Cuban leaders are expected to name Raul Castro as the next president, replacing his older brother Fidel. In Miami, VOA's Brian Wagner reports that, as defense minister, Raul has wide experience with the nation's economy and key government institutions.

The resignation of Fidel Castro concludes the term of one of the world's longest-serving heads of state. It also poses new challenges for the island's communist government as it struggles to address growing frustration among many Cubans about the economy and social institutions.

Since undergoing intestinal surgery more than 18 months ago, Mr. Castro has not been seen in public. Andy Gomez, senior fellow at the University of Miami, says Fidel Castro may have been nudged by the insiders to step down.

"Cuba's inner circle could have possibly asked him [Fidel], it was in the best interests of the Cuban regime and the Cuban revolution, for him to step aside," he said.

Mr. Castro chose his brother, Raul, in July 2006 to serve as interim president while he recovered. Now, analysts say Raul, who also serves as defense minister, will be chosen to become the next Cuban president by the 31-member Council of State that meets on Sunday.

If named as president, Raul will bring different skills to the office than his 81-year-old brother, says Frank Mora, professor of security strategy at the National War College in Washington.

"There will be less ideology and more pragmatism as to how institutions work," he said.

Mora notes that Fidel Castro was famous for giving long speeches that attacked Cuba's enemies and defended the government's communist ideals. In contrast, he says, Raul has given only one major speech as interim leader and it focused on improving bureaucratic efficiency.

The 76-year-old defense chief is also known for working closely with top advisers on policy decisions, says Phil Peters, Cuba expert at the Lexington Institute near Washington D.C.

"His reputation is that he works collegially. He is in charge and he makes decisions. But he works collegially, listens to people and solicits opinions and likes to hear before he decides," he said.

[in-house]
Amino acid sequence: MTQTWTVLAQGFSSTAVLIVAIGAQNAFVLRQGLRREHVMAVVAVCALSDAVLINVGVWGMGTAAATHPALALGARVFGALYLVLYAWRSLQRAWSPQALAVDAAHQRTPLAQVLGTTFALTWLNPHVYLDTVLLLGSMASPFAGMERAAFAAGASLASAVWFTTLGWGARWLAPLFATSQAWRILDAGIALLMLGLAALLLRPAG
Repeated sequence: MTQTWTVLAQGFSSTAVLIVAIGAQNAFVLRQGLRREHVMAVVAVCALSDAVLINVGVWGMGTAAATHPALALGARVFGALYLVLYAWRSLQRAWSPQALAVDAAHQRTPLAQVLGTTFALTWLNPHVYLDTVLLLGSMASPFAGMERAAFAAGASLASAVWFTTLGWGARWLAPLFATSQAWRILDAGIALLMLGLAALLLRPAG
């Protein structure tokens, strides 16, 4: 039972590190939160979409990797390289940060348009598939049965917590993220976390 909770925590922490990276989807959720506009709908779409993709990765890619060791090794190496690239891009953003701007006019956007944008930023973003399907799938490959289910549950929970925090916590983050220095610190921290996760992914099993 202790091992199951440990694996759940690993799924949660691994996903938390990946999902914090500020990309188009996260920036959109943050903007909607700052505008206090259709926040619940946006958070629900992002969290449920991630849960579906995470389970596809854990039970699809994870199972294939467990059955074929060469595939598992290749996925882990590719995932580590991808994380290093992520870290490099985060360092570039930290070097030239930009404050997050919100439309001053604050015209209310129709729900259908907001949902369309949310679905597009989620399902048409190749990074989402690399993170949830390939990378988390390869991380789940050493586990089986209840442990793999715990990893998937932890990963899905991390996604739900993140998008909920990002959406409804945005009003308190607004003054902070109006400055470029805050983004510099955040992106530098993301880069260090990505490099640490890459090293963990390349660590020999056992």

In recent months, Raul also has welcomed public debate about ways to address corruption, government inefficiency and economic inequality.

Cuban officials have encouraged similar discussions in the past, but Peters says earlier efforts resulted in few real changes. Peters says Raul's latest call for reform seems to be different.

"The fact is that he as a politician has raised expectations to a large degree that he is going to change economic policy. And 2008 is the year we are going to get the answer, either he is going to deliver, or he is going to disappoint," he said.

Raul's experience as military chief for the last four decades may help him speed up economic reforms on the island. A chief source of Cuba's political power, the military is wielding a growing influence on key industries.

Frank Mora says Raul Castro also has overseen a military-led program aimed at boosting economic efficiency across the nation.

"And as a result the profile, the influence of the military in the economic sectors, particularly the most dynamic ones, like tourism, is pretty prevalent," she said.

Experts say Raul's economic reform plan may help improve conditions for many Cubans, but it is unlikely to change relations with the United States. U.S. officials have echoed the sentiment, saying they do not expect U.S. sanctions against Cuba to be lifted anytime soon.